Image: katacarix / Shutterstock.com
In October 2005 the Australian hip-hop band The Herd had a hit with their live cover version of an Australian folk song ‘I was only 19’. Over the following Australian summer the twang of Australian accented hip-hop thumped out from passing cars:
So please can you tell me doctor why I can't get to sleep
the scar's left in me?
Night time's just a jungle
dark and a barking M16 that keeps saying
‘rest in peace’
And what's this rash that comes and goes
I don't suppose you can tell me what that means?
God help me, I was only nineteen
The song was originally released in 1983 by Redgum. It's a first-person description of an Australian soldier's experiences in the Vietnam war, based on the memories of two veterans: song-writer John Schumann 's brother-in-law, Mick Storen, and Frankie Hunt (who is mentioned in the song). And yet, nearly 40 years after the war, that specific set of memories had been transposed into another idiom and was becoming part of a ‘shared memory’ of a generation that had no direct connection with the events.
The Herd's version of the song climaxes with a sample of Schumann singing the Redgum version, but the verse immediately before goes further than the original in drawing out the implications of this Vietnam experience for Australia's national identity myth:
You see the ANZAC legend
neglected to mention
didn't seem quite real until we were sent in
The chaos and confusion
the fire and steel
hot shrapnel in my back
I didn't even feel it
God help me, I was only nineteen
The Redgum song refers to 'Anzac legends' in the final verse, but when The Herd recorded the cover version they shifted the lyrics to refer to the 'Anzac legend'. The shift is a little indication of the ongoing evolution of Anzac commemorations and the work they do in Australian cultural life: as the personal interaction with veterans of the First World War fades further into the past, the differentiated individual agents of heroic war stories have been submerged into a national 'legend'. The Herd’s sampling sharpens the edge of a perception of the horror of war that is perhaps in danger of growing dull as the personal testimonies of combatants recede from individual recollections.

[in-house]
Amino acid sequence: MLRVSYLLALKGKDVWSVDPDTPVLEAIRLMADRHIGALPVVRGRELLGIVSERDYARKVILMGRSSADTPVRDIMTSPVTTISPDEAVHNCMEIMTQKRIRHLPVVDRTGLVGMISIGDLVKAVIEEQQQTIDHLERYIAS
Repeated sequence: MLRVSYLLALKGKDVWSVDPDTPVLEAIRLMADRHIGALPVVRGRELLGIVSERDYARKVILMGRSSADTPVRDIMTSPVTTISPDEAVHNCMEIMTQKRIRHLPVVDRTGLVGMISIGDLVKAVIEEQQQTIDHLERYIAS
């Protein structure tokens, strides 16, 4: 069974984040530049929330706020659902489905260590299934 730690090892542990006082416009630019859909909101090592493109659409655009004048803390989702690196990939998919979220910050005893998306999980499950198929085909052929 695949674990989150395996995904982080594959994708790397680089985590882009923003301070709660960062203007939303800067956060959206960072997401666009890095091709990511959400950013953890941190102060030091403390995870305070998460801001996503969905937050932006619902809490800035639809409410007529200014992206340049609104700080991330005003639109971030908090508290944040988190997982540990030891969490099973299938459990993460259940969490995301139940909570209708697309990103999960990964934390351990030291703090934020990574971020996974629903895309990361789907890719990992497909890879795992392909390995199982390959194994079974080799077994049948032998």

Memory can be a blessing and a burden. The evolving shared memory of ANZAC is an instance of the complex work of memory constantly going on around us. Memory-work is an intrinsic feature in the flow of recognition between us that enables us to maintain personal and corporate identity. It’s as basic as the nod you give a neighbour on the way to work, and as elaborate as an Anzac Day dawn service. We gain our sense of who we are through the kinds of recognition that others grant us. Memory, both at an individual and a corporate level, allows this recognition to be stable over time. Lest we forget.
But it can also be a burden. Some memories can lead to an irruption of conflict generations later. The shared memory of mass violence may become a focal moment in social self-conception, passed on through processes of shared memory—a song, a monument, an annual commemoration—until the performance of a personal or political identity becomes entwined with seeking revenge against another, and the original wrong issues in a further act of violence. Tragically, the original harm appears to trap and constrain the future of the community and individual who were its victims. Never forget.
The Herd’s song is an attempt to do a particular kind of memory-work, one that reshapes and transmits the memories of a conflict in a way that makes future conflict less likely. It’s a good song—there’s a kind of righteousness to it that thrills me. But Christians have something deeper: a table, a broken loaf, a blood-red cup, and the words, ‘Do this’.
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